Artfully Dealing with Darkness

by Josh

Alone

This is a guest post by my friend Enrico. I know no one who is as dedicated to music. Whatever else is going on, you can be sure that he is buried somewhere, writing, playing, practicing. Unless one of his friends needs someone to talk to – he always has an open ear, heart and house (and a glass of wine) for his friends, and is alway keen to jam in one way or another.
I am very glad and grateful that he decided to jam with me by contributing to this blog.

Enter Enrico

This winter is just terrible.

You can’t go outside and do stupid things in the snow. There is none. You can’t go strolling in the woods, when it’s so cold and dry that you can watch your breath freeze. All in all, you will probably not spend much time outside.

It’s just a windy, wet and uncomfortable mess outside, and even if you have enough courage to get out of your comfort-zone and go running once in a while, you will often be stuck inside.

And if you don’t have to earn your bread at this very moment and none of your friends are around, you might end up scrolling down you Facebook and Twitter Feed twice every minute, watch TV or do pointless webbrowsing.

These are times when you just have to get along with yourself alone.

Of course you can do many types of useful things, like reading a book, meditating, getting rid of useless stuff in you room, call a person you haven’t spoken to in a long time. The benefits of those things are for sure better than wasting your time, just doing something to not have to do nothing.

But they all have in common, that you won’t necessarily have a tangible result afterwards. Nothing to look at when you’re finished, saying ‘That was worth the time!’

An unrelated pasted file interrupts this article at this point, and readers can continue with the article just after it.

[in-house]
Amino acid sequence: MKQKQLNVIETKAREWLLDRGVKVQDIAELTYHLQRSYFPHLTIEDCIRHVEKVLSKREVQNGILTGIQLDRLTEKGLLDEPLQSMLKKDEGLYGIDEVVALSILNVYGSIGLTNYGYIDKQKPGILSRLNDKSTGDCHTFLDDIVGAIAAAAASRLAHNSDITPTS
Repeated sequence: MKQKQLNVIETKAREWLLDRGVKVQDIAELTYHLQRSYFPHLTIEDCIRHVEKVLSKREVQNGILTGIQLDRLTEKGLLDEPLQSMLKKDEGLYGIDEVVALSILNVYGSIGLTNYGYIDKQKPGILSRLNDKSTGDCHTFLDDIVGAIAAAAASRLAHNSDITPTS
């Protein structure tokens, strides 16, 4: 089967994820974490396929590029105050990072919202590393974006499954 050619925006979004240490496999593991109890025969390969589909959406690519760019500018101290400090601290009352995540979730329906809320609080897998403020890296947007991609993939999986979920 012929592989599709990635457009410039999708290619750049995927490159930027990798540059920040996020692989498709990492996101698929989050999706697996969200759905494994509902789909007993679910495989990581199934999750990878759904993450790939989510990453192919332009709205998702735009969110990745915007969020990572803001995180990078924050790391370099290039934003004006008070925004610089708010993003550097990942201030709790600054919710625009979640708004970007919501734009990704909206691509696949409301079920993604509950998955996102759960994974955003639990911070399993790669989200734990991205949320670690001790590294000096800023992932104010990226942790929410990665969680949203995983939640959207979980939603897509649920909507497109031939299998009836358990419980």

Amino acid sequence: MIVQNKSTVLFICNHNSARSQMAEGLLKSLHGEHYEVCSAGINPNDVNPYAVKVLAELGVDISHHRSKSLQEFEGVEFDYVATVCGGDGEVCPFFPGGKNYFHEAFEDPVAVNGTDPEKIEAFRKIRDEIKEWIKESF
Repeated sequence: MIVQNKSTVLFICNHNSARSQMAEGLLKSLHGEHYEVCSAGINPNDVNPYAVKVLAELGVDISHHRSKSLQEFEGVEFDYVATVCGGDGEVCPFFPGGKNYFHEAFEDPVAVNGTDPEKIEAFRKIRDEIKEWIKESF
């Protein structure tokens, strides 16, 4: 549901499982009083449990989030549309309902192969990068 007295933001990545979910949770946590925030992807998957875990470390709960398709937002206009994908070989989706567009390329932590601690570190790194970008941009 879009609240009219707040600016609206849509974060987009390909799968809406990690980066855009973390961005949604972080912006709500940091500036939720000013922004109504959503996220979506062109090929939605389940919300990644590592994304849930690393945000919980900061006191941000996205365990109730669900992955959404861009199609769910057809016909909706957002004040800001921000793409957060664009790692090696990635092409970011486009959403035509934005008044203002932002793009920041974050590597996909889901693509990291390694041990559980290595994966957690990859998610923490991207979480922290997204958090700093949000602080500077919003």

When I’m on my own, playing, practicing and creating music is my first choice for getting through the dark and lonely season, for others it might be painting, writing or something else that doesn’t pop into my mind right now.

Spending your time learning an instrument is great, and maybe it is a simpler metaphor for something else, far more important: If you do something very often over a long period of time, you’ll inevitable become better doing it and maybe one day you’ll be a master. No matter, what exactly you are doing.

Making art is of course not only about practicing, or finishing something otherwise useless. It is a great way of becoming aware of your emotions and thoughts. When you do art, the process of creating (and your process of dealing with your inner self) will be conserved for you and everybody else to look at.

And if you, for instance, create a work of art to overcome bad feelings or situations (or conserve and worship a good happening!), it will not only help you to translate the flabby world of your emotions and thoughts into a real thing – it will last for as long as you will, as a constant reminder.

Imagine you’re getting dumped by your girl/boyfriend – like I did, not so long ago – and you put your thoughts into a painting, poem or a song to get along with your feelings, the next time a similar situation takes place you can remember and look at it. It is like a sophisticated post-it-note. It will not only show an answer or a way how to deal with it (because, last time you succeeded, right?), but it will remind you that you have achieved something that you, and only you, could have created that way.

Creating art is about being a teacher for your future being and everyone who is willing to recognize it.

And this thought is quite soothing, for me.

Advertisements